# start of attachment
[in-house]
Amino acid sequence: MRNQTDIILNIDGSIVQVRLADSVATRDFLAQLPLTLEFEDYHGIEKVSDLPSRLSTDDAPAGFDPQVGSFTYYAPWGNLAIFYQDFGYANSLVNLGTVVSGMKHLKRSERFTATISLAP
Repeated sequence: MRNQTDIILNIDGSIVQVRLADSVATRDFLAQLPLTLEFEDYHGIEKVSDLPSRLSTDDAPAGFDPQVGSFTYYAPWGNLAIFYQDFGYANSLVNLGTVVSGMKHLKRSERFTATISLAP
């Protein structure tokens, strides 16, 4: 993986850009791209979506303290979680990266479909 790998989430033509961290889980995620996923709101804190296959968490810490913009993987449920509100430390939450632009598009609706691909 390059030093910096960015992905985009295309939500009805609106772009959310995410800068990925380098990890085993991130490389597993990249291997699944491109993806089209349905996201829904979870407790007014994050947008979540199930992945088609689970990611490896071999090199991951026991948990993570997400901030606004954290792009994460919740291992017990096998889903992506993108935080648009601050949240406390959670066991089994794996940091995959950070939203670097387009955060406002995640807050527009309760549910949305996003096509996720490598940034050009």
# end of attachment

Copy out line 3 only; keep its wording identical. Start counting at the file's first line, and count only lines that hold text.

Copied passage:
Repeated sequence: MRNQTDIILNIDGSIVQVRLADSVATRDFLAQLPLTLEFEDYHGIEKVSDLPSRLSTDDAPAGFDPQVGSFTYYAPWGNLAIFYQDFGYANSLVNLGTVVSGMKHLKRSERFTATISLAP